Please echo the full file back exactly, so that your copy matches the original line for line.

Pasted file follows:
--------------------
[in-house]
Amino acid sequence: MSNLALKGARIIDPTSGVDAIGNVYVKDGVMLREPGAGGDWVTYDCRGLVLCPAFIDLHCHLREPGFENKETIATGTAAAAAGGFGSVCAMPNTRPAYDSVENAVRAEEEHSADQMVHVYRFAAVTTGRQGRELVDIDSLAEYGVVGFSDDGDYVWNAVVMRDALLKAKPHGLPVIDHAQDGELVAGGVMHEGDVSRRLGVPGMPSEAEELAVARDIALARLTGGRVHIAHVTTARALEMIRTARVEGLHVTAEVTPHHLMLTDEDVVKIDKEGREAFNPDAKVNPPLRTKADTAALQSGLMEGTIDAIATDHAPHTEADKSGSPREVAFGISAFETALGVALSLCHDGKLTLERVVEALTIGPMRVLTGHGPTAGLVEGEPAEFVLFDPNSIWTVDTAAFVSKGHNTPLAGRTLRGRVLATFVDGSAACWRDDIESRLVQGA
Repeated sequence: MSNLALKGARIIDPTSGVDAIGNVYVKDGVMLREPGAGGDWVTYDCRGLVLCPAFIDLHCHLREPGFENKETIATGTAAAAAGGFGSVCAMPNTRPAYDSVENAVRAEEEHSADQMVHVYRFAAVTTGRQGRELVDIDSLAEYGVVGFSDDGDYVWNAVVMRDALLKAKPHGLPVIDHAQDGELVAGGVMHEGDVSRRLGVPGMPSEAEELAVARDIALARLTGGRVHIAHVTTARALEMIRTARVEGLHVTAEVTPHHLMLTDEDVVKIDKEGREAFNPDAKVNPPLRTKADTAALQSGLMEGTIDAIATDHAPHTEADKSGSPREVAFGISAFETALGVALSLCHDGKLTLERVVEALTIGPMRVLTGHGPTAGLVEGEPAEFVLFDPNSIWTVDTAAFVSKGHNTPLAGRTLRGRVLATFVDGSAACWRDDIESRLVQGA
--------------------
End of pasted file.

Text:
[in-house]
Amino acid sequence: MSNLALKGARIIDPTSGVDAIGNVYVKDGVMLREPGAGGDWVTYDCRGLVLCPAFIDLHCHLREPGFENKETIATGTAAAAAGGFGSVCAMPNTRPAYDSVENAVRAEEEHSADQMVHVYRFAAVTTGRQGRELVDIDSLAEYGVVGFSDDGDYVWNAVVMRDALLKAKPHGLPVIDHAQDGELVAGGVMHEGDVSRRLGVPGMPSEAEELAVARDIALARLTGGRVHIAHVTTARALEMIRTARVEGLHVTAEVTPHHLMLTDEDVVKIDKEGREAFNPDAKVNPPLRTKADTAALQSGLMEGTIDAIATDHAPHTEADKSGSPREVAFGISAFETALGVALSLCHDGKLTLERVVEALTIGPMRVLTGHGPTAGLVEGEPAEFVLFDPNSIWTVDTAAFVSKGHNTPLAGRTLRGRVLATFVDGSAACWRDDIESRLVQGA
Repeated sequence: MSNLALKGARIIDPTSGVDAIGNVYVKDGVMLREPGAGGDWVTYDCRGLVLCPAFIDLHCHLREPGFENKETIATGTAAAAAGGFGSVCAMPNTRPAYDSVENAVRAEEEHSADQMVHVYRFAAVTTGRQGRELVDIDSLAEYGVVGFSDDGDYVWNAVVMRDALLKAKPHGLPVIDHAQDGELVAGGVMHEGDVSRRLGVPGMPSEAEELAVARDIALARLTGGRVHIAHVTTARALEMIRTARVEGLHVTAEVTPHHLMLTDEDVVKIDKEGREAFNPDAKVNPPLRTKADTAALQSGLMEGTIDAIATDHAPHTEADKSGSPREVAFGISAFETALGVALSLCHDGKLTLERVVEALTIGPMRVLTGHGPTAGLVEGEPAEFVLFDPNSIWTVDTAAFVSKGHNTPLAGRTLRGRVLATFVDGSAACWRDDIESRLVQGA